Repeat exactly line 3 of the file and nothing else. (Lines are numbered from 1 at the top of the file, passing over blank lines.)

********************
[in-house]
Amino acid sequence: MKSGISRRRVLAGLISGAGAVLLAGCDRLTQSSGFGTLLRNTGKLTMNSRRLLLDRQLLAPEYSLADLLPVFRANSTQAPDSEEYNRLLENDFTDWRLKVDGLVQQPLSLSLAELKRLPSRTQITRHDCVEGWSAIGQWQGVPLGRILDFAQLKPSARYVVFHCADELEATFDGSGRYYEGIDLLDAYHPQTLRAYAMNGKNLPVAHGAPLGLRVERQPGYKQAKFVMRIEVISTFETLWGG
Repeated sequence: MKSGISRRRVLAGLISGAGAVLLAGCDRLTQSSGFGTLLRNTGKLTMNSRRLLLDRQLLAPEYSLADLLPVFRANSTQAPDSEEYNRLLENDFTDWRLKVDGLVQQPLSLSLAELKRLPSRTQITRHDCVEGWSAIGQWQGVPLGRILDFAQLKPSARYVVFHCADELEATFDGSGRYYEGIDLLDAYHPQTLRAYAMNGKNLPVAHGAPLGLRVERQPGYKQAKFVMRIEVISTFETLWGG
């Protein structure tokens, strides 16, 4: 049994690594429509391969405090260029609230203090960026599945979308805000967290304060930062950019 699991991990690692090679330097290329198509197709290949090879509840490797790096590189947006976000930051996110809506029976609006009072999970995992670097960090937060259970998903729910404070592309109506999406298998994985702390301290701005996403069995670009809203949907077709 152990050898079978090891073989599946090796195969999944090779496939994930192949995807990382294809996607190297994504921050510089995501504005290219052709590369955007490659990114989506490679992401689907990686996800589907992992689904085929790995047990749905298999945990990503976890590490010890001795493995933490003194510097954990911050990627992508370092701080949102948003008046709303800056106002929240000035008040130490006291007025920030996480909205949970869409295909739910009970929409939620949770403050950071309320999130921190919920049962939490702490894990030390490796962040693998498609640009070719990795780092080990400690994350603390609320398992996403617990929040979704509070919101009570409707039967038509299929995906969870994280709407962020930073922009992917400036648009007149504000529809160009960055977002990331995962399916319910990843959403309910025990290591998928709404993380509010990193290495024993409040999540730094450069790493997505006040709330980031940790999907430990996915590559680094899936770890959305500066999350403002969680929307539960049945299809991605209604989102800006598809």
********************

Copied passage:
Repeated sequence: MKSGISRRRVLAGLISGAGAVLLAGCDRLTQSSGFGTLLRNTGKLTMNSRRLLLDRQLLAPEYSLADLLPVFRANSTQAPDSEEYNRLLENDFTDWRLKVDGLVQQPLSLSLAELKRLPSRTQITRHDCVEGWSAIGQWQGVPLGRILDFAQLKPSARYVVFHCADELEATFDGSGRYYEGIDLLDAYHPQTLRAYAMNGKNLPVAHGAPLGLRVERQPGYKQAKFVMRIEVISTFETLWGG